Hispanic groups across the country are trying to identify the barriers that have kept Latinos from climbing the socioeconomic ladder by studying the success in different areas of other minority ethnic groups.
One economic sector in which Hispanics have been long dogged by underrepresentation is the federal workforce. According to The Washington Post, Hispanic organizations have taken note of how African-Americans have gotten a foot in the federal employment door and helped others follow them in.
Latinos make up 17 percent of the U.S. population, but only 8.2 percent of the 1.9 million federal workers, the Post reported. By comparison, African-Americans comprise 13 percent of the population but 18.2 percent of the federal workforce.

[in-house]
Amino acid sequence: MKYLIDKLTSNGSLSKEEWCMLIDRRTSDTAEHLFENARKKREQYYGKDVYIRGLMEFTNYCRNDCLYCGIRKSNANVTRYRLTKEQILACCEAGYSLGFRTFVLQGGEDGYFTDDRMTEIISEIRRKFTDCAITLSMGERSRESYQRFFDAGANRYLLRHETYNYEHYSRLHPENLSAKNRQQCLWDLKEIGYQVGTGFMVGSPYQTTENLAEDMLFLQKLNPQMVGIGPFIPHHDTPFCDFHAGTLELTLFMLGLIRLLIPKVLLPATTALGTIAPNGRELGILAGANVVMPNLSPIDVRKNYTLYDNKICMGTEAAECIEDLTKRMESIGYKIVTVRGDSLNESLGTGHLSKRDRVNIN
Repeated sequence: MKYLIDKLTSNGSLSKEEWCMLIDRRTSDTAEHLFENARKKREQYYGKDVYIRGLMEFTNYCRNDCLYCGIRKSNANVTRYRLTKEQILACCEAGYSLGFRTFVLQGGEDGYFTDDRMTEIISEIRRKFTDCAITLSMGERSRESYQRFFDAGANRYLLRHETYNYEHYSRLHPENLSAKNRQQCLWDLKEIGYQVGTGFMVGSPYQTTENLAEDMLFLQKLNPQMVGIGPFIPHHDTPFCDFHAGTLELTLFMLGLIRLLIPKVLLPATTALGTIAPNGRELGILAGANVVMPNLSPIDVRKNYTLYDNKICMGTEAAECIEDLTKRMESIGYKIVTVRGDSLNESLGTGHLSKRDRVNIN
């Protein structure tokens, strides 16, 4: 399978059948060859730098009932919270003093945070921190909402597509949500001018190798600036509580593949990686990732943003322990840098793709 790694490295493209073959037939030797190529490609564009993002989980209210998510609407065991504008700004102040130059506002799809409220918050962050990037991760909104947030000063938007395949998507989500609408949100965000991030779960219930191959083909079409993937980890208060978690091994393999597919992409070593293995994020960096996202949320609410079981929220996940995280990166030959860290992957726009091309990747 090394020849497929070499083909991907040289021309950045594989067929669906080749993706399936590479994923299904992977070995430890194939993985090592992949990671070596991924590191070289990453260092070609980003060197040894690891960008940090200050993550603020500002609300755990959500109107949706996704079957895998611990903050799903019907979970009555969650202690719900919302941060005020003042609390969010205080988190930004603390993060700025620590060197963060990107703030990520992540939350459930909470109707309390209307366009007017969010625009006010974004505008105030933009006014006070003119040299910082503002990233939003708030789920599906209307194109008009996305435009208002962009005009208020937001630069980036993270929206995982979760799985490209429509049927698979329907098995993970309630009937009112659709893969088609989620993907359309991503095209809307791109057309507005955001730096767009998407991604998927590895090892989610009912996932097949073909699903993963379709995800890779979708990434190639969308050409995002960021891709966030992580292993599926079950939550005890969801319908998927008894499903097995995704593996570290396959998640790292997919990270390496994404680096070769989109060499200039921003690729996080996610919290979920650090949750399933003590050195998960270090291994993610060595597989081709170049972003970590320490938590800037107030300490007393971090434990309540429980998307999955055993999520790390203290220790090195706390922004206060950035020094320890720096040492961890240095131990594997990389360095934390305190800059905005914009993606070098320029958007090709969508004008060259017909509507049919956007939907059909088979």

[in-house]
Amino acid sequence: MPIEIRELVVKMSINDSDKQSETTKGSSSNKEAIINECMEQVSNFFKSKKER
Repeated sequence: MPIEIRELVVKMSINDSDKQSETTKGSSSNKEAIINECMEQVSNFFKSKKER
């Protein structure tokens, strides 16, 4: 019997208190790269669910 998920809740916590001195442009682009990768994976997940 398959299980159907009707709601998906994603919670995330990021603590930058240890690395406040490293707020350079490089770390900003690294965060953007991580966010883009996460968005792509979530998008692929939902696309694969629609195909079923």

“Our community could be way ahead financially if we were able to participate in federal government hiring the way African-Americans did,” said Edward Valenzuela, co-chairman of the Coalition for Fairness for Hispanics in Government.
Over the decades, African-Americans have established networks that make it easier for people in the community to learn about and gain access to job opportunities in the federal government, the Post reported, which has helped many African Americans move into the middle class.
“African-American families often have become their own networks,” the paper said, “and it is common, especially in Washington, to find multiple relatives across several generations all working for the government.”
Valenzuela’s group has been trying to provide to Hispanics the kind of job leads and contacts that African-Americans have cultivated. The Coalition also helps guide Latinos through the application process.